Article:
Workplace Violence Challenging Nurses, Impacting Retention
Forty-one percent of nurses surveyed in a study say they have been victims of bullying, incivility or other forms of workplace violence.
The 2019 AMN Healthcare Survey of Registered Nurses study surveyed 20,000 nurses across the country. The study found that nurses who feel supported in their professional development have higher satisfaction scores, as well as organizations that support workplace diversity. Enhancing safety, addressing workplace violence, reducing bullying and adding flexibility were all important factors for satisfaction and retention as well.
Additional findings include:
- 27 percent of nurses say they have witnessed workplace violence
- 10 percent say their organization addressed the situation extremely well or very well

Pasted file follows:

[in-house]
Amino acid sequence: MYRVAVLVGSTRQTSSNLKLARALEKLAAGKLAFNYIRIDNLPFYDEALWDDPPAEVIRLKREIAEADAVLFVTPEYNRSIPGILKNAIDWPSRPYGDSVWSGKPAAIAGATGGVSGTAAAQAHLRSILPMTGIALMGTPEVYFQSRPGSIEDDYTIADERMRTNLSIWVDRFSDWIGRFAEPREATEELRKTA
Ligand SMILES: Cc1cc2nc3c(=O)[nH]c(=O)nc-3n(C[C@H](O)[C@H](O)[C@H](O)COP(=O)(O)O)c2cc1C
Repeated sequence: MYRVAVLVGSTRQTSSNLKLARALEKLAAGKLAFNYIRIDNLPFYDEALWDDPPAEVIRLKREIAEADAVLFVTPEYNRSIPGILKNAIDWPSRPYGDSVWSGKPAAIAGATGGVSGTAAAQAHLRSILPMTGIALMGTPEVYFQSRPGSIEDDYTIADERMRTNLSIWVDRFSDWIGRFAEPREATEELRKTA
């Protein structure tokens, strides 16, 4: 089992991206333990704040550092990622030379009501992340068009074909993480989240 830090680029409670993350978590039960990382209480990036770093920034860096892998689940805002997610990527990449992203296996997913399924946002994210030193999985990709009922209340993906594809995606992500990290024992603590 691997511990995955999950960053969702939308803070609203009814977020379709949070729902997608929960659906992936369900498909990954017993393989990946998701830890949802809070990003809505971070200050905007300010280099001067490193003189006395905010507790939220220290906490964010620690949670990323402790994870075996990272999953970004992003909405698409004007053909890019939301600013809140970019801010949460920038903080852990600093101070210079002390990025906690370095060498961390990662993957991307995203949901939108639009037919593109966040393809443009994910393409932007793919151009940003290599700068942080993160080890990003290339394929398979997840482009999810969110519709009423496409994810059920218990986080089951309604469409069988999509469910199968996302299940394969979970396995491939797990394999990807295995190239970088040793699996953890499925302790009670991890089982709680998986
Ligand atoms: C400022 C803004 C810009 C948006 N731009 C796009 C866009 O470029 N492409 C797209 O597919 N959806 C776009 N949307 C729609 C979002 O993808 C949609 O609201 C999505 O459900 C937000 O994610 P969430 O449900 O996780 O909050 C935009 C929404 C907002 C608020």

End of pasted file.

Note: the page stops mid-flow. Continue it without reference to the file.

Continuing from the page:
- 63 percent say their organization did not address the situation well at all
The report identifies many warning signs of pressures and challenges facing nurses related to rising demand for healthcare services coupled with growing shortages of nurses and other workplace and industry issues, all of which will likely get worse in the coming decade, says the report. These warning signs include:
- significant percentages of nurses working second jobs
- nurses unable to spend the time they need with patients
- worry about workplace violence
- concern that their jobs are affecting their health
- plans to leave their current job soon
- desire for work-life balance